Shawnee host families give lasting cultural experience through exchange program
When Ran Ye arrived in Kansas almost two years ago, she hardly knew any English, but that's why she chose to come to Kansas.
She was just 16 and had never left her home country of China without her parents. Through a mandatory foreign exchange study program in her home town of Wen Zhou in eastern China, she knew she was going to study in the United States. She had a list of options including some of the larger cities in the country, but she chose the Kansas City area because she wanted to truly be somewhere where she could be fully emerged in the English language. Larger cities, Ye said, would've put her in an environment where she would be surrounded by other students and residents who speak her same language.
She is now a junior at Bishop Miege High School in a program called GP Homestay and speaks English fluently. The program is different than many other foreign exchange programs in that Ye lives with her host family in Shawnee for a period of years whereas other programs typically have a student visit a local school for one, maybe two semesters.
Ye lives with Scott and Kathy Meyers of Shawnee and will remain with them until she graduates from high school. She is one of seven students from China in the program who are studying at the school, a number that still allows her to practice her English and feel part of American culture.
"You get to experience a lot more, you become a part of it," Ye said.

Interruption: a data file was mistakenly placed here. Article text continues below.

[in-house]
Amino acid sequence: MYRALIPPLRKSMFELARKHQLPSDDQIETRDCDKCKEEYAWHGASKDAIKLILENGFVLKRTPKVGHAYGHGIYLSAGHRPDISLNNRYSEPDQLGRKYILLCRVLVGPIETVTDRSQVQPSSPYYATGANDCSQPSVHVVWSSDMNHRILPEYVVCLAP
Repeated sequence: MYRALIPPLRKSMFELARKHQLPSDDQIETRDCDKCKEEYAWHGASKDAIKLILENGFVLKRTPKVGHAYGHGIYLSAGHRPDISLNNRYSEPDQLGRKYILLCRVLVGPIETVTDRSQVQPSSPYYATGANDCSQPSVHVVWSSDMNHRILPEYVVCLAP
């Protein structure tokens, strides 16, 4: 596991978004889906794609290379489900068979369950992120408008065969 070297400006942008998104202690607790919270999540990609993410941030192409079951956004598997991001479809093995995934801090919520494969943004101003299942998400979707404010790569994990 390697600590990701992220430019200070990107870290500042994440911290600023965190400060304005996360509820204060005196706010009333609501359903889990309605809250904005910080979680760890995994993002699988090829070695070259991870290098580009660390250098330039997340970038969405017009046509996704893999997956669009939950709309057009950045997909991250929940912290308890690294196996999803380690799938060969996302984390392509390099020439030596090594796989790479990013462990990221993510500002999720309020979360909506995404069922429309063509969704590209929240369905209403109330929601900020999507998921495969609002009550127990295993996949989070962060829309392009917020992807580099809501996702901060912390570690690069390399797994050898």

Ye loves studying math and is part at the reading club at Bishop Miege. She also enjoys shopping at local stores with friends as well as spending time with her host family. She said one of the things that really helped her language skills was the reading club at her school.
"It's good for me to read and talk with people in English," she said, "and I can make more American friends."
Since moving to Shawnee, Ye and her host family have made many trips around the country including visits to the Grand Canyon and trips to California, Texas and New Mexico. The Myers family has now hosted four students through GP Homestay. Scott Meyers said they have hosted students from Italy and Austria. They have also hosted students through the Rotary Club foreign exchange program.
"My wife and I love kids anyway so we really enjoy doing this," Meyers said.
Meyers said they also soak up a lot of cultural knowledge from their visiting students. With Ye, the family has exposed each other to their different culinary cultures and have discussed their different religions of Buddhism and Catholicism.
Ye said that when she first got here, she was turned off by the various types of food. She wasn't used to the American style of barbecue and had never eaten Mexican food. While her initial reactions were negative, almost all of them have changed over time.
"At first, I was like, 'Wow, gross,'" Ye said about Kansas City barbecue. "Now it's one of my favorite things."
Ye wants to study computer science in college in the United States and is looking at a number of colleges. Now that her language skills have improved dramatically, she said she would be comfortable going to a larger city to experience more things.
Scott Meyers said it is always hard to say goodbye to the students after forming lasting bonds. But the Meyers' have kept in contact with all of their former students and have even planned reunions.
"We are even planning a Europe trip to visit our former students," Scott Meyers said.
Residential Coordinator for GP Homestay Rosalind Conner said host families sign 10-month contracts through the program but that most contracts are renewed and last more than two years.
"The students' intent is to finish high school in the U.S., and that mean a longer commitment than typical transfer students," Conner said.
Of the seven students in the program this year, five are being hosted by Shawnee families. Conner said the program is expecting four to five more students by August and they are looking for more host families. For more information about GP Homestay, visit gphomestay.com.